Let’s take a look at multiple opportunities we spotted on Amazon Inc. (AMZN) in my Market Taker Live Advantage Group Coaching class over the last couple of months. Take a look at the chart below.
The first thing we noticed was the 50-day and 200-day simple moving averages. After the stock gapped and closed lower after announcing quarterly earnings at the end of October, it has continued to trade below the 50-day sma and has never closed above it up to the time of this screenshot. In addition, the stock has never penetrated the 200-day sma to the downside as well. In class, we talked about using support and resistance (areas where stocks tend to stop and/or reverse) levels as target and management levels. Moving averages are often considered potential support and resistance levels.
With a neutral to bearish bias for the stock going forward since the beginning of November, we talked about selling call credit spreads above the 50-day sma on a weekly basis when applicable. The premise of the trade idea was that the moving average would keep the stock from moving higher and we would exit the position if the stock ever closed above the moving average. Although it came close to doing so late in December, it never did at the time of this writing which means every credit spread whose sold call strike was above the moving average, would have expired worthless for a profit. Of course, a profit can be realized anytime the spread can be bought back for less than it was sold which is often prudent when managing credit spreads since many times out-of-the-money (OTM) credit spread often have large risk/reward profiles.
A recent example of a potential trade idea that we looked at in class came on January 3rd. With AMZN trading around $755 at the time, we considered selling the 775-strike call that expired that Friday (Jan-06) and buying the 780-strike call with the same expiration for protection in case the stock moved considerably higher. At the time, the 775/780 call spread produced a credit of 0.55 which means the maximum risk was 4.45 (difference in the strikes (5) – premium received (0.55)). The next day towards the close (with just more than two days left until expiration), the spreads value had deteriorated to a value of 0.20 due to the stock trading sideways and not closing above the moving average. A profit could have been realized at that point of 0.35 (0.55 – 0.20) or $35 a spread in real terms.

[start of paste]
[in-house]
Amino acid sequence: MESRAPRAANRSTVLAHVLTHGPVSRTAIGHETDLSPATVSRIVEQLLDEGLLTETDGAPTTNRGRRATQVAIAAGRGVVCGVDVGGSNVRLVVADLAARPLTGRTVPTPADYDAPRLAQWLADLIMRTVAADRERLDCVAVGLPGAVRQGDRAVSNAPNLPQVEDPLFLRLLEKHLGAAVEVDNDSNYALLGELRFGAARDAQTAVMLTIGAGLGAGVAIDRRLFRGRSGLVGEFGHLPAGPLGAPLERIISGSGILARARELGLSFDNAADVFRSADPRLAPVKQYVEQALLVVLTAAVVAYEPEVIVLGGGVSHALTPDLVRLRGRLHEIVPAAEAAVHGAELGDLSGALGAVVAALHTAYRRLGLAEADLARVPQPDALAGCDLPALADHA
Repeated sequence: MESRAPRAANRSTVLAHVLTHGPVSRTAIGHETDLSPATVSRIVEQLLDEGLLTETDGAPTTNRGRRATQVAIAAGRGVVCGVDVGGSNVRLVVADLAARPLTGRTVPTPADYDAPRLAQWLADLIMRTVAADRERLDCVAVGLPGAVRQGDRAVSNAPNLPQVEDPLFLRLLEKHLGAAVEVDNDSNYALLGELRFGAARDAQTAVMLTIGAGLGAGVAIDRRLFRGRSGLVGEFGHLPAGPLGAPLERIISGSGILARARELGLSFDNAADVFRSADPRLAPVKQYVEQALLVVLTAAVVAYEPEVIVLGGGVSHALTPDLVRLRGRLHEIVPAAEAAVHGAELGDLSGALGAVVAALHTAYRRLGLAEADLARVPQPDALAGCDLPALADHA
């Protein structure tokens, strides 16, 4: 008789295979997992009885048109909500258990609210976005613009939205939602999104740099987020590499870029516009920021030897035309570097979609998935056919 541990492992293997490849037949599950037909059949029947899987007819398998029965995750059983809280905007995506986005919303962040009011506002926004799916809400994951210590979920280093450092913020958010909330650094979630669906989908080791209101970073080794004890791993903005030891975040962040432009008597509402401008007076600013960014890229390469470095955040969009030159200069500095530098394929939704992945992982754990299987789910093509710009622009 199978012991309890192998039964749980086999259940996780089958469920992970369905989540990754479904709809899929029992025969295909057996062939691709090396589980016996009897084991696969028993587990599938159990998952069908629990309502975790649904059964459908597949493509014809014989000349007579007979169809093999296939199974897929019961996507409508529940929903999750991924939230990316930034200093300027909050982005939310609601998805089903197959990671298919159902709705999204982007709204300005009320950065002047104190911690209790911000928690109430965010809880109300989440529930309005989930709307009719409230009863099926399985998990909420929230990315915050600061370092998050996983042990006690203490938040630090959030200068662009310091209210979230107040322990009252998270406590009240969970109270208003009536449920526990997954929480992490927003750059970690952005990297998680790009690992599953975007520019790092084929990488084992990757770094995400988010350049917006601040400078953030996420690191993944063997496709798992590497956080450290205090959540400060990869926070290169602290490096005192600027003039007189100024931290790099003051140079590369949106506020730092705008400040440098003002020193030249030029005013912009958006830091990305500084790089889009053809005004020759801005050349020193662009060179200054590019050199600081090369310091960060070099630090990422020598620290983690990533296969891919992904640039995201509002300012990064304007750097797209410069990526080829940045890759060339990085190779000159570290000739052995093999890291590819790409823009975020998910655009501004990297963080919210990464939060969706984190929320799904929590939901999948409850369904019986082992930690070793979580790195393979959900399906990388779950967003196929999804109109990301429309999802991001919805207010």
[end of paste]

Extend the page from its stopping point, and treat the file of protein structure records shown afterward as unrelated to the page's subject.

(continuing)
Was this opportunity available every week since the beginning of November? The answer is probably no because the stock moved further away from the 50-day sma at times and there was probably not enough premium to sell above the moving average that made sense. Can this trade idea be possibly considered going forward? As long as the stock continues to trade below the 50-day sma or even above the 200-day sma, these OTM credit spreads can still be an option so to speak.
If there were continuous opportunities on every underlying we looked at on a regular basis, trading might be a whole lot more profitable for everyone. The key is to not overlook patterns and opportunities that continue to present themselves on a regular basis even after a profitable or losing trade on the same underlying. Just be sure you are not forcing the trade when the opportunity has changed or you are taking the trade looking for revenge because of a previous unprofitable experience.
Senior Options Instructor
Thursday, December 29, 2016
In trading, there are lots of ways to skin a cat. Let us count the ways. There are chart patterns, astronomy, astrology, Elliot Wave, Gann etc. etc. etc. They all have their devoted fans and followers. Most swear by the perfection of the methodology they employ and the advantages over all others.
But as always, all methods have short-comings.
I like trading levels. Price levels on charts are easy to identify and seen by all market participants who choose to view the data. It is a simple process to spot places where the market turned, not willing to go higher or lower. Levels can be thought of as support or resistance. Support are places below the market where buyers became interested, bought everything for sale, or stopped the selling. It may also be where sellers just sold all they wanted and stepped aside. Either way, the market and prices stopped going lower.